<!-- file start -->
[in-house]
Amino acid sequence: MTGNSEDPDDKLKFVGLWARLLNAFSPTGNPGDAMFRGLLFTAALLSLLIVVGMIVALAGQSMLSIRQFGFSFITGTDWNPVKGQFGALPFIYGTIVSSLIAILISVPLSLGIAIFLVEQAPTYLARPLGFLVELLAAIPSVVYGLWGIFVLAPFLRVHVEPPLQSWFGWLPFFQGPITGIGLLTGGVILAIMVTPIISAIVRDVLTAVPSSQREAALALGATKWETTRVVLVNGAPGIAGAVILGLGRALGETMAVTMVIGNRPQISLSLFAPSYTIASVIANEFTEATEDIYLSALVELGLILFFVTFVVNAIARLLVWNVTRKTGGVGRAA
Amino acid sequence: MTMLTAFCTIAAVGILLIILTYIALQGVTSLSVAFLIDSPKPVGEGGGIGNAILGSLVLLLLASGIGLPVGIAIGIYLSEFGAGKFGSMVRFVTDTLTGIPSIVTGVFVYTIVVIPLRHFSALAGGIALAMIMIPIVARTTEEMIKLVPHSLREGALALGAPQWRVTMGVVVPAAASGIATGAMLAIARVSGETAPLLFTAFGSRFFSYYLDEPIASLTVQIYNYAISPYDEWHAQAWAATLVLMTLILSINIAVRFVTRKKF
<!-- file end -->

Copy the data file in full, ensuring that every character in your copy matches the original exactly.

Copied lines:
[in-house]
Amino acid sequence: MTGNSEDPDDKLKFVGLWARLLNAFSPTGNPGDAMFRGLLFTAALLSLLIVVGMIVALAGQSMLSIRQFGFSFITGTDWNPVKGQFGALPFIYGTIVSSLIAILISVPLSLGIAIFLVEQAPTYLARPLGFLVELLAAIPSVVYGLWGIFVLAPFLRVHVEPPLQSWFGWLPFFQGPITGIGLLTGGVILAIMVTPIISAIVRDVLTAVPSSQREAALALGATKWETTRVVLVNGAPGIAGAVILGLGRALGETMAVTMVIGNRPQISLSLFAPSYTIASVIANEFTEATEDIYLSALVELGLILFFVTFVVNAIARLLVWNVTRKTGGVGRAA
Amino acid sequence: MTMLTAFCTIAAVGILLIILTYIALQGVTSLSVAFLIDSPKPVGEGGGIGNAILGSLVLLLLASGIGLPVGIAIGIYLSEFGAGKFGSMVRFVTDTLTGIPSIVTGVFVYTIVVIPLRHFSALAGGIALAMIMIPIVARTTEEMIKLVPHSLREGALALGAPQWRVTMGVVVPAAASGIATGAMLAIARVSGETAPLLFTAFGSRFFSYYLDEPIASLTVQIYNYAISPYDEWHAQAWAATLVLMTLILSINIAVRFVTRKKF